Category Archives: old site

Case Sensitive to Insensitive

Today I was about to format my computer, but first I had to backup my files. So I dragged my home folder over to an external hard drive. Turns out the external drive was formatted as case-insensitive and my internal drive is case-sensitive (the true UNIX way). Anyway, the transfer failed because many of my files had the same name, just different case. I freaked out and thought that this would be impossible to fix. But then I remembered that I was a programmer, so I quickly wrote a couple ruby scripts to quickly find files with conflicting names.

I thought some of you might find these useful, so I’m posting them here:



#!/usr/bin/env ruby -w

def find_caseinsensitive_duplicates(dir)
  # INIT
  conflicts = {}
  # Load file list
  files = Dir.entries(dir).collect{|f| f.downcase }
  # Do yo thang!
  files.each do |f|
    files.each do |o|
      if f == o
        conflicts[f].nil? ? conflicts[f] = 1 : conflicts[f] += 1
  conflicts = conflicts.delete_if{|w, o| o == 1}
  if conflicts.empty?
    puts "You're good to go! [#{dir}]"
    puts "Conflicts found! [#{dir}]"
    conflicts.sort.each do |c|
      puts "conflict found on '#{c[0]}'"
    puts "\n#{conflicts.length} conflict(s) in total."

# Main
if $0 == __FILE__
  find_caseinsensitive_duplicates(ARGV[0] || Dir.pwd)


#!/usr/bin/env ruby -w

require "casechecker"

def recursively_find_caseinsensitive_duplicates(dir)
  Dir.entries(dir).each do |file|
    unless ["..", "."].include? file
      new_path = File.join(dir, file)
      recursively_find_caseinsensitive_duplicates(new_path) if new_path
  find_caseinsensitive_duplicates dir

# Main
if $0 == __FILE__
  recursively_find_caseinsensitive_duplicates(ARGV[0] || Dir.pwd)


./casechecker_recursive.rb /path/to/directory


Never format your Mac as case-sensitive, you’ll have major compatibility issues. Trust me.

LanSchool Threatens

LanSchool, publisher of “classroom management solutions”, has threatened to take legal action against Dan and Tony (founders of the massively popular, for publishing a review and proof-of-concept exploit for an old version of their software over two years ago.

When the exploit was discovered in early 2006, Dan (one of the founders of promptly notified the developers of the LanSchool application. LanSchool disregarded his discovery, and told Dan that his school could take action against him in the form of suspension, detention, &c… As such, after a period of time, a review of LanSchool including a proof-of-concept exploit was published online at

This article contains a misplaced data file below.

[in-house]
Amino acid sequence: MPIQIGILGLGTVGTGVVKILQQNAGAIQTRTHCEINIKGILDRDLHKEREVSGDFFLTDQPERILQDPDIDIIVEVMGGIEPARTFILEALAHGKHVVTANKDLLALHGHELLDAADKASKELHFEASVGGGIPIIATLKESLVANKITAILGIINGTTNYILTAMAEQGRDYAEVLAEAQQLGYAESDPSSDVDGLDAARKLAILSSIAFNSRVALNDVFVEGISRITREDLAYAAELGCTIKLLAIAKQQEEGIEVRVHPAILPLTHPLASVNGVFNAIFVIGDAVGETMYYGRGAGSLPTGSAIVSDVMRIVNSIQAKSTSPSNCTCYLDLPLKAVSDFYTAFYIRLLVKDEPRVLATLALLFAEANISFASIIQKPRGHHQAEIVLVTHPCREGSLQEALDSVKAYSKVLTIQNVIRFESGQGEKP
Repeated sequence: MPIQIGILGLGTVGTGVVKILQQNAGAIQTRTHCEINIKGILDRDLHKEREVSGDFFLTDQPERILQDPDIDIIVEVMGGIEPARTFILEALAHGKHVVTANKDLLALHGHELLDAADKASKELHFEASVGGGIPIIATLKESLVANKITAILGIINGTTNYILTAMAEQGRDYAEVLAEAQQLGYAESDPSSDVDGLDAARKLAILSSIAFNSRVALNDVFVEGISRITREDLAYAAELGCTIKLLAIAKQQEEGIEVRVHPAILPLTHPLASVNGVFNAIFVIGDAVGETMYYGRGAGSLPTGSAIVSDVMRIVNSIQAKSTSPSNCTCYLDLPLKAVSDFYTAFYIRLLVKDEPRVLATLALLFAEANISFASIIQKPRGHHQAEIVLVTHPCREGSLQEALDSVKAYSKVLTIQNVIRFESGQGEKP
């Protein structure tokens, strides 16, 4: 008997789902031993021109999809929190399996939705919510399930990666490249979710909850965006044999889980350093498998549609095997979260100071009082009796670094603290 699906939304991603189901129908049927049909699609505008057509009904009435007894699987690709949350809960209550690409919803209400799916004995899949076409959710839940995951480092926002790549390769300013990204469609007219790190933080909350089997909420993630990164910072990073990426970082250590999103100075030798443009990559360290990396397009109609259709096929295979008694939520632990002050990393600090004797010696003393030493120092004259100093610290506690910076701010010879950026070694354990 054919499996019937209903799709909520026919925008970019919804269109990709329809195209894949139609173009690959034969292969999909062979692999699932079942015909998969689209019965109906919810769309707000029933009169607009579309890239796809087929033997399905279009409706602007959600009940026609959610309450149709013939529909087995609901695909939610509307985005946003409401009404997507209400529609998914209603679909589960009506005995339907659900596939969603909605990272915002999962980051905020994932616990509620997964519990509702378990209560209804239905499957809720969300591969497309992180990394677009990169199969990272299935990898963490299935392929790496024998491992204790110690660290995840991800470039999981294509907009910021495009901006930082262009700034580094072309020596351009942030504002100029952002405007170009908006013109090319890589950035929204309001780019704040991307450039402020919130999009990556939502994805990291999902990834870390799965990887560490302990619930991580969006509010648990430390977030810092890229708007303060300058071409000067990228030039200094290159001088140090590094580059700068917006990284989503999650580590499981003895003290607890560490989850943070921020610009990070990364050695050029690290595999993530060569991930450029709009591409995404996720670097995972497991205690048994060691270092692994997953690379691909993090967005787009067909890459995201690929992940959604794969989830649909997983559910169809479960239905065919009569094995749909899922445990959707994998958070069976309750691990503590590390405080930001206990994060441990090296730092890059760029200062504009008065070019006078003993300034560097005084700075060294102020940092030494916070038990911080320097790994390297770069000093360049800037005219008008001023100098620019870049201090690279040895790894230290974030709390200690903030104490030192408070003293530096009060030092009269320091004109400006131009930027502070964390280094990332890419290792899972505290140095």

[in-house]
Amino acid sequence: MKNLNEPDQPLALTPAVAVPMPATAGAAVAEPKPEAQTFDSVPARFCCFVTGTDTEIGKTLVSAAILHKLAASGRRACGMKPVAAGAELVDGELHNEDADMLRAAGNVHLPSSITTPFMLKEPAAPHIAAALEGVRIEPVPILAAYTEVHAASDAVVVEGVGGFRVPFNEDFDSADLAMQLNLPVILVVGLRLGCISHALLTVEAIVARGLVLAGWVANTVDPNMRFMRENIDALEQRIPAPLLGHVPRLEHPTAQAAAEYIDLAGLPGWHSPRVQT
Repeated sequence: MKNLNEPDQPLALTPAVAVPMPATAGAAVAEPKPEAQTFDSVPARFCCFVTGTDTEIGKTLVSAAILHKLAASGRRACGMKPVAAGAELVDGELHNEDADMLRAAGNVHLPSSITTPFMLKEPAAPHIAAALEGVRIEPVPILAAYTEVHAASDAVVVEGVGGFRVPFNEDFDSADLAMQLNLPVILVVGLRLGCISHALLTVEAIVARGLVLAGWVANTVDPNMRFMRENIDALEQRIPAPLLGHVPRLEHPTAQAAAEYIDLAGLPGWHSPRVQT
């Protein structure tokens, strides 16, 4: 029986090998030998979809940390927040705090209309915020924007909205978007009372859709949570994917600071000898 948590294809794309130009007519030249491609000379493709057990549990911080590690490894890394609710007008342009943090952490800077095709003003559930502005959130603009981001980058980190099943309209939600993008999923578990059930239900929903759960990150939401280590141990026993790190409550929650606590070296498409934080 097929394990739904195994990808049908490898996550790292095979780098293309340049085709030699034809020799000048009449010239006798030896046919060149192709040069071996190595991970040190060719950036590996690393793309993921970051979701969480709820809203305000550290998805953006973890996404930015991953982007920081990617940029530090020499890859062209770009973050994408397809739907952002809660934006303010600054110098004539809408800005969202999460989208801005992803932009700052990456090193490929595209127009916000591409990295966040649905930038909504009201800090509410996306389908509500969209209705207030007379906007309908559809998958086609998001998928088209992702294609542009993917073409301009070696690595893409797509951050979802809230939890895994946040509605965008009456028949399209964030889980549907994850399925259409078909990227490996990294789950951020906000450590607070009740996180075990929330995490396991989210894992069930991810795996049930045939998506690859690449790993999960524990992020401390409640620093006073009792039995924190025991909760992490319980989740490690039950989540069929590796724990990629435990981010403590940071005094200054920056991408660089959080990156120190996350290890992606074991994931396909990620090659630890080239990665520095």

Fast forward to 2008, LanSchool has released a new version of their self-titled software; exploit fixed. However, they have now decided to take legal action against Their claims and demands are as follows:


  1. “unauthorized use of its trade-mark” — even though they have no registered trademark in Canada.
  2. “unauthorized use of its logo” — using their logo to refer to the company should fall under fair use.
  3. “In other postings you offer detailed advice about how to use “LanSchooled” to breach the security inherent in our client’s software.” — but earlier in the document they stated “you identified and made LanSchool aware of a potential security flaw in LanSchool version 6.5 (which does not exist in the current version 7.1).”
  4. “you describe our client’s software as a “trojan horse type program that is used by many school boards in Ontario to spy on their students as well as controlling one or all computers in a given lab … LanSchool has many flaws in its design, and thus many security holes…” — this would amount to defamation only if the statement was untrue. Though considering that LanSchool is designed to allow remote access to the system, to monitor and log activity, I feel like that is an accurate description. Furthermore LanSchool’s #1 FAQ question is: